I think it’s always going to be a bit draining post uni, but at the end of the year last year I won the Australian Fashion Foundation scholarship, which comes with 20 grand and an internship overseas which is still being organized. I also got into a few fashion shows and just got back from New Zealand showing my collection. Its hard getting a job in fashion so I’ve been making pieces to sell. Mostly the less exciting pieces of my collection, so much of it really isn’t viable to make commercially since it takes so long to make.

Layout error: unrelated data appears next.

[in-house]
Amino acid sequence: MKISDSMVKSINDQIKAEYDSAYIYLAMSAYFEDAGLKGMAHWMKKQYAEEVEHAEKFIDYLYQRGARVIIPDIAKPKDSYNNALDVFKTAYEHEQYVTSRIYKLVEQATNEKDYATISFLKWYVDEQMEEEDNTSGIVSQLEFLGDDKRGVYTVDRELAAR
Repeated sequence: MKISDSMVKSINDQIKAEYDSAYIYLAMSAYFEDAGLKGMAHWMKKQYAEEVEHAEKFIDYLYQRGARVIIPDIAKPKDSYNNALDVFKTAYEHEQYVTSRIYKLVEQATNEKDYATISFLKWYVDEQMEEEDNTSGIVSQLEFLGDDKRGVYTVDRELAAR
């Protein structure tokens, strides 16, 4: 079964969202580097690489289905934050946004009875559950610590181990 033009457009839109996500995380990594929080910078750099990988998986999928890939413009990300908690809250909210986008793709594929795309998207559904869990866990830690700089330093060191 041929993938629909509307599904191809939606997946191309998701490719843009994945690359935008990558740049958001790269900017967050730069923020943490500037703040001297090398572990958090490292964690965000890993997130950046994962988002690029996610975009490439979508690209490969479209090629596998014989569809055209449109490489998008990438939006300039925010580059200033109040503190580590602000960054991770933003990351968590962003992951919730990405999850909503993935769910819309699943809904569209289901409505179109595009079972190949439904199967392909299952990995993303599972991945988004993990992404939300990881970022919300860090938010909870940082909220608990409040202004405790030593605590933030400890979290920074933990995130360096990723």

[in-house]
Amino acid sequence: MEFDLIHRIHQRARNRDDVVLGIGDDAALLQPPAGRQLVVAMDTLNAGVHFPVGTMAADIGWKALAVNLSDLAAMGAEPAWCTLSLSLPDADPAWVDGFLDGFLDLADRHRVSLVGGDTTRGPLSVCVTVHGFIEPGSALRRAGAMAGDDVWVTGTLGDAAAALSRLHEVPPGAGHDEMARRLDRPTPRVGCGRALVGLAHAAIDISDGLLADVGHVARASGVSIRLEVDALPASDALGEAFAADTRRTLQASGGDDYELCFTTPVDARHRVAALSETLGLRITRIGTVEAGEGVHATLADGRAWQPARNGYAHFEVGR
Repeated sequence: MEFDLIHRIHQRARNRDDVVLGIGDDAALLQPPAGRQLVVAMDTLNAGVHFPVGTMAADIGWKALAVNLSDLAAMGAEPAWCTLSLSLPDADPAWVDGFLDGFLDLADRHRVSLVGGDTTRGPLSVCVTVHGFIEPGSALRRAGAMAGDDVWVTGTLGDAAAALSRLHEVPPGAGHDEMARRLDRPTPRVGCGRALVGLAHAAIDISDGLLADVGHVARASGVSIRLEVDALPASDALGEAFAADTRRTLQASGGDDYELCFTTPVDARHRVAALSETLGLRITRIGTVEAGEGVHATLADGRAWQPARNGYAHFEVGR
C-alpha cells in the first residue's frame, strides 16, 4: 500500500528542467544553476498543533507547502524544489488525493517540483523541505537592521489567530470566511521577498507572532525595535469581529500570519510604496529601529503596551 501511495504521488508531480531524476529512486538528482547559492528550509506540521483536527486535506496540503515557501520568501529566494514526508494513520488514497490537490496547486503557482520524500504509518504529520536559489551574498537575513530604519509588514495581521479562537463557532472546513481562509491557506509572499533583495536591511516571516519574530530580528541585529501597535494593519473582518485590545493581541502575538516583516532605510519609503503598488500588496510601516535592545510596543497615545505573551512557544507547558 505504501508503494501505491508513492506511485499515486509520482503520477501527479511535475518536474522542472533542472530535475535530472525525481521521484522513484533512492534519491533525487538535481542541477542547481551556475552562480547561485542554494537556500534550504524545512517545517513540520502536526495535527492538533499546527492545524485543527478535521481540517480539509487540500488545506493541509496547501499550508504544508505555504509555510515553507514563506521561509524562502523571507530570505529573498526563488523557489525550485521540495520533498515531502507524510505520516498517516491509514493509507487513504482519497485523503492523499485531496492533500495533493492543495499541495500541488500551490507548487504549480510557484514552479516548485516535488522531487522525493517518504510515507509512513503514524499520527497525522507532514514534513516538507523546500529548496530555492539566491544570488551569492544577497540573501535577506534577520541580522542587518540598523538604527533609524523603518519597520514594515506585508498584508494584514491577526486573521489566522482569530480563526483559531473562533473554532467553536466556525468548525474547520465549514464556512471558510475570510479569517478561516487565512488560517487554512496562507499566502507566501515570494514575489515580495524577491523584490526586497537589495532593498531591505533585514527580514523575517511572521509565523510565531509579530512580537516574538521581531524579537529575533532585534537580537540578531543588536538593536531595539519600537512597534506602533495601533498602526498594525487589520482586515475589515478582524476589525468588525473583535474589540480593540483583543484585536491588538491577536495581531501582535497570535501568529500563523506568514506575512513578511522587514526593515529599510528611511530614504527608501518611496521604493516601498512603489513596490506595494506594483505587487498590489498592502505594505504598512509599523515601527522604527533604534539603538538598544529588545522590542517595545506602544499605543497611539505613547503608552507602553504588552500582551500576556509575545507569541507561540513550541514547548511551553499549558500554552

What are your hopes and goals as a designer?
My future plans are to work for other people for a few years and hopefully start my own label eventually.
What message would you say to yourself that you want to uphold as an artist?
Stick to your guns. I was really disheartened not getting into a big fashion show halfway through last year but they were actually so restrictive so not being in it allowed me to do whatever I wanted. They had all these rules like no swearing or no politics.
No politics? Fashion is so political.
Yeah! It was like, “Fuck you, I’m going to do what I want.” If people don’t like it, they don’t like it. I can still feel good about my own work. It’s all about trusting what you want to do.
Images courtesy of Lucy Dickinson